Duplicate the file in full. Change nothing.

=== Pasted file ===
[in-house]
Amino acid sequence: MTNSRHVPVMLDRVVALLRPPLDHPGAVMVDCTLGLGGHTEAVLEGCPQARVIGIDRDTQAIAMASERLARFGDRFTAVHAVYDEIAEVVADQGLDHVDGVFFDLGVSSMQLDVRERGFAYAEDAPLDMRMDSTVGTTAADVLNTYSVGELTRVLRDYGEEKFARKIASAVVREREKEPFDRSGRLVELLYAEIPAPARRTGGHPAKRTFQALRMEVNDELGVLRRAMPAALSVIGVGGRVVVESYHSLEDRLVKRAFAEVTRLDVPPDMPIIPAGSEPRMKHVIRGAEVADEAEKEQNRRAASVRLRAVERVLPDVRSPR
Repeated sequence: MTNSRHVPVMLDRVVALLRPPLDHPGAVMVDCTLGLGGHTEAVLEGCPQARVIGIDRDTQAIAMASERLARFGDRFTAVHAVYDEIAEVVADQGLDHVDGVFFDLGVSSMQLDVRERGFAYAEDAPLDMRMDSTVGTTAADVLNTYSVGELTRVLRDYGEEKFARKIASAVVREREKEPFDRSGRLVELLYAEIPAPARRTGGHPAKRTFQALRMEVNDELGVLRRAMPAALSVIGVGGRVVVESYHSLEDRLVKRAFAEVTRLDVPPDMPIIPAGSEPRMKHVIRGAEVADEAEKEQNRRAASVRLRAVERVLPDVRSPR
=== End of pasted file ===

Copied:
[in-house]
Amino acid sequence: MTNSRHVPVMLDRVVALLRPPLDHPGAVMVDCTLGLGGHTEAVLEGCPQARVIGIDRDTQAIAMASERLARFGDRFTAVHAVYDEIAEVVADQGLDHVDGVFFDLGVSSMQLDVRERGFAYAEDAPLDMRMDSTVGTTAADVLNTYSVGELTRVLRDYGEEKFARKIASAVVREREKEPFDRSGRLVELLYAEIPAPARRTGGHPAKRTFQALRMEVNDELGVLRRAMPAALSVIGVGGRVVVESYHSLEDRLVKRAFAEVTRLDVPPDMPIIPAGSEPRMKHVIRGAEVADEAEKEQNRRAASVRLRAVERVLPDVRSPR
Repeated sequence: MTNSRHVPVMLDRVVALLRPPLDHPGAVMVDCTLGLGGHTEAVLEGCPQARVIGIDRDTQAIAMASERLARFGDRFTAVHAVYDEIAEVVADQGLDHVDGVFFDLGVSSMQLDVRERGFAYAEDAPLDMRMDSTVGTTAADVLNTYSVGELTRVLRDYGEEKFARKIASAVVREREKEPFDRSGRLVELLYAEIPAPARRTGGHPAKRTFQALRMEVNDELGVLRRAMPAALSVIGVGGRVVVESYHSLEDRLVKRAFAEVTRLDVPPDMPIIPAGSEPRMKHVIRGAEVADEAEKEQNRRAASVRLRAVERVLPDVRSPR